The NHS requires a long-term infrastructure investment plan (this piece is published in Prospect’s new policy supplement)by Anita Charlesworth / March 20, 2020 / Leave a comment
Play a word association game with the term “infrastructure” and it’s a fair bet that the NHS will not be the first thing that springs to mind. The remit of the National Infrastructure Commission, which advises the government, covers transport, energy, water and sewerage, flood defences, digital and communications and waste. Indeed, infrastructure investments in the March Budget included boosts for roads and flood defences.
The Budget was a clear signal of intent. Quite rightly, a package of support was announced to help the country cope with the coronavirus outbreak—now an all-consuming threat. While welcome investment in England’s hospitals was also reaffirmed, this fell short of what is needed. The NHS is as much a crucial part of Britain’s infrastructure as the rail and road network, and the health service’s own infrastructure is in a pretty sorry state.
Compared to other developed countries, the UK spends much less on healthcare capital, which includes spending on new buildings, equipment and IT, maintenance and research and development. Just 0.3 per cent of GDP goes on health infrastructure compared with an average of 0.5 per cent in similar industrial countries. The impact of this lower investment is felt daily in the physical capacity of our services. The UK has just 2.5 hospital beds per 1,000 of the population—13 per cent fewer than in 2010 and less than two-thirds the average of the EU14 group of countries that joined the EU before the 2004 expansion.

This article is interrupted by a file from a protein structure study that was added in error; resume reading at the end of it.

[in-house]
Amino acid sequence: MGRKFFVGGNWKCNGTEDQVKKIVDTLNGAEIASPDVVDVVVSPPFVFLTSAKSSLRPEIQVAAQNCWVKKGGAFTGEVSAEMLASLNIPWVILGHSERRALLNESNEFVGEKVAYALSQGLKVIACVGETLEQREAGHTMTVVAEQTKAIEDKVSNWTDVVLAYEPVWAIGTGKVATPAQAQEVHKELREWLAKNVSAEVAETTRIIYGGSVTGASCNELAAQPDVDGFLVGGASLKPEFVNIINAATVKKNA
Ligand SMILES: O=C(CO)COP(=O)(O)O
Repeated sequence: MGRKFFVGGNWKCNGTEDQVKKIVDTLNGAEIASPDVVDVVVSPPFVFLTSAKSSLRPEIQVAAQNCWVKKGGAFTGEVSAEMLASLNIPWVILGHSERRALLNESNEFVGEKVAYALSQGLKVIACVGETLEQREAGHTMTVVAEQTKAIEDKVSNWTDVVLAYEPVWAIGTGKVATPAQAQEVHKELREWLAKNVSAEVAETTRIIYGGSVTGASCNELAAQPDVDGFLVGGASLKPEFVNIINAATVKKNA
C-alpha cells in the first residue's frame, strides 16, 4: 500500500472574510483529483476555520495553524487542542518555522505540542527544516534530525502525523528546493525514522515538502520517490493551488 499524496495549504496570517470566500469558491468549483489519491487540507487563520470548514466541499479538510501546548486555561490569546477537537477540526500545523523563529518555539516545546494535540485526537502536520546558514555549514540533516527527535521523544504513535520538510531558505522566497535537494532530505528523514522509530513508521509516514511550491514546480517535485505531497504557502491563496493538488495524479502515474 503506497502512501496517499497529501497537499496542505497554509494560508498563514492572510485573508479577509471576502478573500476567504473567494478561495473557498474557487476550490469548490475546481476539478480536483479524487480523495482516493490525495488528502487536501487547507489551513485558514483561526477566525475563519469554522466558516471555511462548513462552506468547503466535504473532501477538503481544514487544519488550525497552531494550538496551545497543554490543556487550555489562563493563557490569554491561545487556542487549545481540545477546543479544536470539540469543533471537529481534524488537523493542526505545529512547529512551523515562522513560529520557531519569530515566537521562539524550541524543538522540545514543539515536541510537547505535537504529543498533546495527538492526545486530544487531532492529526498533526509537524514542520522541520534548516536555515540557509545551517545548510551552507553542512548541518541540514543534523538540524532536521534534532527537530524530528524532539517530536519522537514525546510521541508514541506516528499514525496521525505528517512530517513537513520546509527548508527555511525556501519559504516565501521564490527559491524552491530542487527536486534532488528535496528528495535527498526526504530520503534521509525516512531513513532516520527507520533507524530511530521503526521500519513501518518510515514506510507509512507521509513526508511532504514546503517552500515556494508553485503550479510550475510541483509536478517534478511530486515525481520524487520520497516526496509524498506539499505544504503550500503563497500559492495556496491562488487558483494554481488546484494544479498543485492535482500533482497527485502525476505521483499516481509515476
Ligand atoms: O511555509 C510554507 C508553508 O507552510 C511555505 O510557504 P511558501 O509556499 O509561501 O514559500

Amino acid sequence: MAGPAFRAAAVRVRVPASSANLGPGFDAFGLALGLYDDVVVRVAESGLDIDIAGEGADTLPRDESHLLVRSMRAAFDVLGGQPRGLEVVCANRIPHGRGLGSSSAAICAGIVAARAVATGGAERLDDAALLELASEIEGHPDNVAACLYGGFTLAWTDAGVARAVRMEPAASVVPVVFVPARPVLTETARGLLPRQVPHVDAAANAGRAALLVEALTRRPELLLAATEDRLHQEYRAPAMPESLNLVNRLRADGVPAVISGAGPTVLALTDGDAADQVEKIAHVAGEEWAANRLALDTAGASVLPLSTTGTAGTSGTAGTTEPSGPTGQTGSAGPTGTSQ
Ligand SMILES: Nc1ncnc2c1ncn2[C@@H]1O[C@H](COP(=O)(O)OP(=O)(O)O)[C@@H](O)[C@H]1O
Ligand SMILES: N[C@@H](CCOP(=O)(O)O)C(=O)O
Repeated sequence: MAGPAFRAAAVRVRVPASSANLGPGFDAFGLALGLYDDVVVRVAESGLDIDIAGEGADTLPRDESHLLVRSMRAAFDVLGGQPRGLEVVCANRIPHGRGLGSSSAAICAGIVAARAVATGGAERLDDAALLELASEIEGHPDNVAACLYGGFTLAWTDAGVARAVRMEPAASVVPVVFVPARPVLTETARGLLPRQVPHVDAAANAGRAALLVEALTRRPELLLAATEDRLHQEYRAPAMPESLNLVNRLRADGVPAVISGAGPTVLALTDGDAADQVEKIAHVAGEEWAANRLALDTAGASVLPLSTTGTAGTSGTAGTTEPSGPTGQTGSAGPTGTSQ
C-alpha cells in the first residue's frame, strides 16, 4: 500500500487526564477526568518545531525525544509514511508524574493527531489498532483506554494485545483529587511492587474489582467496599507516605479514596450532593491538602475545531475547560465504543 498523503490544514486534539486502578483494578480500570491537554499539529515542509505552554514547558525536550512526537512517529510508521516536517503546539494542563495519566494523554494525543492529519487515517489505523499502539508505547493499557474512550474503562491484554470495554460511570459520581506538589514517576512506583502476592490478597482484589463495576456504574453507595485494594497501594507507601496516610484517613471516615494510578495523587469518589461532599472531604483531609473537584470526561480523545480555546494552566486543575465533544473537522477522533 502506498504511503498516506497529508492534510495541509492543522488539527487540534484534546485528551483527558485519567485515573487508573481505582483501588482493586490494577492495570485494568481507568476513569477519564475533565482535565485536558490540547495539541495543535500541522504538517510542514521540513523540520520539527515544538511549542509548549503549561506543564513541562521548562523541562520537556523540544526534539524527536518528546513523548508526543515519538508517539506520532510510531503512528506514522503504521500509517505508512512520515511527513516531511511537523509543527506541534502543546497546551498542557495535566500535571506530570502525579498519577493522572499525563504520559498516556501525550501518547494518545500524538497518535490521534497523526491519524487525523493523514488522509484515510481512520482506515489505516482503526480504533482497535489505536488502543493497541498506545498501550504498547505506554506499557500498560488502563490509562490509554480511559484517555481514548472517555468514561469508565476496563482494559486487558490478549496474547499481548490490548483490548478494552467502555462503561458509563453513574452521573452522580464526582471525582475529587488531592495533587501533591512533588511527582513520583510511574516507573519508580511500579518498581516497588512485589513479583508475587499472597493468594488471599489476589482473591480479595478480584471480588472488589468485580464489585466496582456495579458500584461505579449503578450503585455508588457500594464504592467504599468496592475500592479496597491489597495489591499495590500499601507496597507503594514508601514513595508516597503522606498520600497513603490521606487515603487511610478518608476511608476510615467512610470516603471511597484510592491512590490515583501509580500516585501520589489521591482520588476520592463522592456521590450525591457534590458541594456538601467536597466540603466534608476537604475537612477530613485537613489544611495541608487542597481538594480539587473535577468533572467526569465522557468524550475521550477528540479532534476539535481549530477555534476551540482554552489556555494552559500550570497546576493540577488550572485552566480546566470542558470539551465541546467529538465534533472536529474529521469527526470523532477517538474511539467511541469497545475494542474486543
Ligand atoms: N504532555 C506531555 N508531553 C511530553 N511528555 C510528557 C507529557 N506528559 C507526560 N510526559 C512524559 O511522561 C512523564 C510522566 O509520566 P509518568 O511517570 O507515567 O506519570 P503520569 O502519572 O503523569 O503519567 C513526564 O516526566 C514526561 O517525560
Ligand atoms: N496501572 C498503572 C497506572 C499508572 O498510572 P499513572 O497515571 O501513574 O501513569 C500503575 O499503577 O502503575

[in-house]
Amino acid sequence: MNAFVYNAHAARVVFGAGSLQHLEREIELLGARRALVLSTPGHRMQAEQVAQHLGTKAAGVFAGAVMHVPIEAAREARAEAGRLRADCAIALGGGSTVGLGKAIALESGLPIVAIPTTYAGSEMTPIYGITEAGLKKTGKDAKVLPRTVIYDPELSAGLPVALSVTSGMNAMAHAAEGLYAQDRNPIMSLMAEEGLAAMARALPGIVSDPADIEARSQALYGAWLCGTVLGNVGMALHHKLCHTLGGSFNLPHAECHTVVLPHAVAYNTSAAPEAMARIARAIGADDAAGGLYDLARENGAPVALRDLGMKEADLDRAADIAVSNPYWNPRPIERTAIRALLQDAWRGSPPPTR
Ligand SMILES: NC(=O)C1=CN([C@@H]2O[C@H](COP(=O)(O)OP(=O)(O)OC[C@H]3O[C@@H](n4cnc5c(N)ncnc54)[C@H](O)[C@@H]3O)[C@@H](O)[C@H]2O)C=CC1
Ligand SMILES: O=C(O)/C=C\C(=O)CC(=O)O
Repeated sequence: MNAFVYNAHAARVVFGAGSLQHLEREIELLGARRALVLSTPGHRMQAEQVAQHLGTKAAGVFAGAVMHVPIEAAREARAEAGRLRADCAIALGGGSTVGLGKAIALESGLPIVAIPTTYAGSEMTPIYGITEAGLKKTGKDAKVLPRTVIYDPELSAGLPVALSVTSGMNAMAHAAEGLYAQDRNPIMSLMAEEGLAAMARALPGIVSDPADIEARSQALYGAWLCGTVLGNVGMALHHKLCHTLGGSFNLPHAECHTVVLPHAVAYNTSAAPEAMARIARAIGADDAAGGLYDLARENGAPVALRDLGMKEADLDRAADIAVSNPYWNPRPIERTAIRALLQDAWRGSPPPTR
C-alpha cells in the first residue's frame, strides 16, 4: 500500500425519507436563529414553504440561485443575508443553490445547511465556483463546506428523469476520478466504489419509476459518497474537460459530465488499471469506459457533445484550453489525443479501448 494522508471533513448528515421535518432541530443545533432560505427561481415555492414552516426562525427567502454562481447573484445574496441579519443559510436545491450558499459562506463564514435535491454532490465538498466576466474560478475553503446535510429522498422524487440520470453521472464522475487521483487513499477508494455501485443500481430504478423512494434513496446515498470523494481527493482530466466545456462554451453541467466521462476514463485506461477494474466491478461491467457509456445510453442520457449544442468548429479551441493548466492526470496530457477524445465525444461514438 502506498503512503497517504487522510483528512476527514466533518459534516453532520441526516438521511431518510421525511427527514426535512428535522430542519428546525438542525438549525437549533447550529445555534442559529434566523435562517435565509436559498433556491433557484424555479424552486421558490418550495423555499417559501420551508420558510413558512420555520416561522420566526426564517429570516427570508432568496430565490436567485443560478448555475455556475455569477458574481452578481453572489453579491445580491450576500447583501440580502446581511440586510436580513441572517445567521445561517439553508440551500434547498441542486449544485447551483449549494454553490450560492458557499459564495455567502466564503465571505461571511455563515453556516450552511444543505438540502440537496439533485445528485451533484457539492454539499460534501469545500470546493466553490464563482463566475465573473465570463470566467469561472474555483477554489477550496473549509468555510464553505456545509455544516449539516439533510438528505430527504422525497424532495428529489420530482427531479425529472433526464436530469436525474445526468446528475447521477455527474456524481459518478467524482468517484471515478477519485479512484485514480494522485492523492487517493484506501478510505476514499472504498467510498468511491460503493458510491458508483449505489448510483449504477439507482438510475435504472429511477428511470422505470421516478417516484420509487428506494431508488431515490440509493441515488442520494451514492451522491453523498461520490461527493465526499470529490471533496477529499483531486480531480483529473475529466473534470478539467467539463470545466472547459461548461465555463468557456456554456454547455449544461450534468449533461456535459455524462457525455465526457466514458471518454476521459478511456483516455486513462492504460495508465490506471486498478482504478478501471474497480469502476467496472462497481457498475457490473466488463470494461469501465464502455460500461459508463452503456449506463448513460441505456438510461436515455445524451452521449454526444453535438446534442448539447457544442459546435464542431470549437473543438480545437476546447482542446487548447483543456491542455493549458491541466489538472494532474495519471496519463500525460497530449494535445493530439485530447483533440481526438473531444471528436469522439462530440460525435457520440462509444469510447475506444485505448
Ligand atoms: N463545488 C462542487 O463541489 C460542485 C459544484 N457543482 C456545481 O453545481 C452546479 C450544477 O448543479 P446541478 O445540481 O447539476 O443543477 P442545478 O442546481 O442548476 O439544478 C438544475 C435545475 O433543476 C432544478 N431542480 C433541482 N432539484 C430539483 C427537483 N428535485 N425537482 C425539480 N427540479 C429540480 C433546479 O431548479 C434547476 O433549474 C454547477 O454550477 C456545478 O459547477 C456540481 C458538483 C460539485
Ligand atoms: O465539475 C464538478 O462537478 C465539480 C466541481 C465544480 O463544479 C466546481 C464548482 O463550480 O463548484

Beyond its buildings and beds, access to diagnostic equipment is also low by international standards. The UK has fewer MRI and CT scanners per head than comparable countries; and less than a quarter of the number in Germany.
Through the last decade of austerity, the NHS prioritised day-to-day spending pressures and capital investment budgets were raided. Pressures on government capital funding have been compounded by changing attitudes to private finance. Over recent decades major infrastructure projects in the NHS were largely funded by the Private Finance Initiative (PFI) rather than public sector capital investment. Use of PFI declined sharply after 2010 and in 2018 was formally discontinued. This had a significant impact. Between 1999 and 2010, PFI funded 101 completed projects providing around £1bn a year of extra infrastructure investment for the NHS.